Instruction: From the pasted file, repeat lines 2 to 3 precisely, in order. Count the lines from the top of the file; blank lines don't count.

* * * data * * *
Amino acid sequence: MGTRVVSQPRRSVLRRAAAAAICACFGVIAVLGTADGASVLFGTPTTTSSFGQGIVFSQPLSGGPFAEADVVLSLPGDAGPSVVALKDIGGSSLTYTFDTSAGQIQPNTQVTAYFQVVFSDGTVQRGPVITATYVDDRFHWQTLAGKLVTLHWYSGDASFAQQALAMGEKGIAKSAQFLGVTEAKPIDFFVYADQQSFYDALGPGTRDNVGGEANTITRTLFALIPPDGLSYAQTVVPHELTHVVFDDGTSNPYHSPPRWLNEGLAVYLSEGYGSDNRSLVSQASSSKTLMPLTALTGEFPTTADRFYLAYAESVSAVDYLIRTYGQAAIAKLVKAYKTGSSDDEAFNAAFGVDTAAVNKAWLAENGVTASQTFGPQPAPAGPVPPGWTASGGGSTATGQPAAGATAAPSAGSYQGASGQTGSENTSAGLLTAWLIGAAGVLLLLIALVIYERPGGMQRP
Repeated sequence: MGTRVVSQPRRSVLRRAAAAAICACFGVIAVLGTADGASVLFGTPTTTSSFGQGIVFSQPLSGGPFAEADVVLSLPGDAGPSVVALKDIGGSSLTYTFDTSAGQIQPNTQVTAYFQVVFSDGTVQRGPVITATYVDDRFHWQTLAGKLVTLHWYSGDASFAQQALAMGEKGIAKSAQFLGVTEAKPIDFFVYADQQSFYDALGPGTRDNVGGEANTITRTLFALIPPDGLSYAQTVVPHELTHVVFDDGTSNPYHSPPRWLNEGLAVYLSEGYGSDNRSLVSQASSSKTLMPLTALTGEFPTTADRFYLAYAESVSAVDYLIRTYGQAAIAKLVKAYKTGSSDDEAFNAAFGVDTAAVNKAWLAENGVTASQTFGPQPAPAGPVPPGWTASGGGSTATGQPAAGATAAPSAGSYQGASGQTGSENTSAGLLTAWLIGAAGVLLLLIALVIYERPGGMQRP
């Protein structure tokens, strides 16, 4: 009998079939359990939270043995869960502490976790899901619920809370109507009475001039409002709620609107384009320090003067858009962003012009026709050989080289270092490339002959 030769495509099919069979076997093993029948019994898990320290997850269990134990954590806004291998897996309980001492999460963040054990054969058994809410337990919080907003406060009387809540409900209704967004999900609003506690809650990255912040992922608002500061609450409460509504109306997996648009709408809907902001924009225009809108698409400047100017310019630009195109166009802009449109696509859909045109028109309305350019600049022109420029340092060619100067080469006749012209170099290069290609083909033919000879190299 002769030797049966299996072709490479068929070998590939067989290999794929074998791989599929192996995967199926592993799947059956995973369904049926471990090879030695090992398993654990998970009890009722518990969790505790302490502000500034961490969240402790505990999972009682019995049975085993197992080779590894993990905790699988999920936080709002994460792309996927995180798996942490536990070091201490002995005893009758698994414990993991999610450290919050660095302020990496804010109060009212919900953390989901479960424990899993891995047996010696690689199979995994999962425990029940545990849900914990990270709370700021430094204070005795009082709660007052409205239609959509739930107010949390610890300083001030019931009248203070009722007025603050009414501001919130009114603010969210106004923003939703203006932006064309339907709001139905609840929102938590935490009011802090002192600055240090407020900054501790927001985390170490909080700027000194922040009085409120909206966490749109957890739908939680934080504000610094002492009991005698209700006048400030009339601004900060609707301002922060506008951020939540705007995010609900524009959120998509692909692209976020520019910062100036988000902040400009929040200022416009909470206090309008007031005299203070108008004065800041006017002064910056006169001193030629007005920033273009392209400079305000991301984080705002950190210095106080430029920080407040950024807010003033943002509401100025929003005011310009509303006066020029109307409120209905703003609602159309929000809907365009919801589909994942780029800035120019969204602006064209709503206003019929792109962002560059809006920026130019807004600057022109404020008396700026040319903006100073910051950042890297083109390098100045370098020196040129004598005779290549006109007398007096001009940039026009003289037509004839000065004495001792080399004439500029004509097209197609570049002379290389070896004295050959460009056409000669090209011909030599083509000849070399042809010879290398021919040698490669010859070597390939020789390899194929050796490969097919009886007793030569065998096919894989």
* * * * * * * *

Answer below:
Repeated sequence: MGTRVVSQPRRSVLRRAAAAAICACFGVIAVLGTADGASVLFGTPTTTSSFGQGIVFSQPLSGGPFAEADVVLSLPGDAGPSVVALKDIGGSSLTYTFDTSAGQIQPNTQVTAYFQVVFSDGTVQRGPVITATYVDDRFHWQTLAGKLVTLHWYSGDASFAQQALAMGEKGIAKSAQFLGVTEAKPIDFFVYADQQSFYDALGPGTRDNVGGEANTITRTLFALIPPDGLSYAQTVVPHELTHVVFDDGTSNPYHSPPRWLNEGLAVYLSEGYGSDNRSLVSQASSSKTLMPLTALTGEFPTTADRFYLAYAESVSAVDYLIRTYGQAAIAKLVKAYKTGSSDDEAFNAAFGVDTAAVNKAWLAENGVTASQTFGPQPAPAGPVPPGWTASGGGSTATGQPAAGATAAPSAGSYQGASGQTGSENTSAGLLTAWLIGAAGVLLLLIALVIYERPGGMQRP
């Protein structure tokens, strides 16, 4: 009998079939359990939270043995869960502490976790899901619920809370109507009475001039409002709620609107384009320090003067858009962003012009026709050989080289270092490339002959 030769495509099919069979076997093993029948019994898990320290997850269990134990954590806004291998897996309980001492999460963040054990054969058994809410337990919080907003406060009387809540409900209704967004999900609003506690809650990255912040992922608002500061609450409460509504109306997996648009709408809907902001924009225009809108698409400047100017310019630009195109166009802009449109696509859909045109028109309305350019600049022109420029340092060619100067080469006749012209170099290069290609083909033919000879190299 002769030797049966299996072709490479068929070998590939067989290999794929074998791989599929192996995967199926592993799947059956995973369904049926471990090879030695090992398993654990998970009890009722518990969790505790302490502000500034961490969240402790505990999972009682019995049975085993197992080779590894993990905790699988999920936080709002994460792309996927995180798996942490536990070091201490002995005893009758698994414990993991999610450290919050660095302020990496804010109060009212919900953390989901479960424990899993891995047996010696690689199979995994999962425990029940545990849900914990990270709370700021430094204070005795009082709660007052409205239609959509739930107010949390610890300083001030019931009248203070009722007025603050009414501001919130009114603010969210106004923003939703203006932006064309339907709001139905609840929102938590935490009011802090002192600055240090407020900054501790927001985390170490909080700027000194922040009085409120909206966490749109957890739908939680934080504000610094002492009991005698209700006048400030009339601004900060609707301002922060506008951020939540705007995010609900524009959120998509692909692209976020520019910062100036988000902040400009929040200022416009909470206090309008007031005299203070108008004065800041006017002064910056006169001193030629007005920033273009392209400079305000991301984080705002950190210095106080430029920080407040950024807010003033943002509401100025929003005011310009509303006066020029109307409120209905703003609602159309929000809907365009919801589909994942780029800035120019969204602006064209709503206003019929792109962002560059809006920026130019807004600057022109404020008396700026040319903006100073910051950042890297083109390098100045370098020196040129004598005779290549006109007398007096001009940039026009003289037509004839000065004495001792080399004439500029004509097209197609570049002379290389070896004295050959460009056409000669090209011909030599083509000849070399042809010879290398021919040698490669010859070597390939020789390899194929050796490969097919009886007793030569065998096919894989």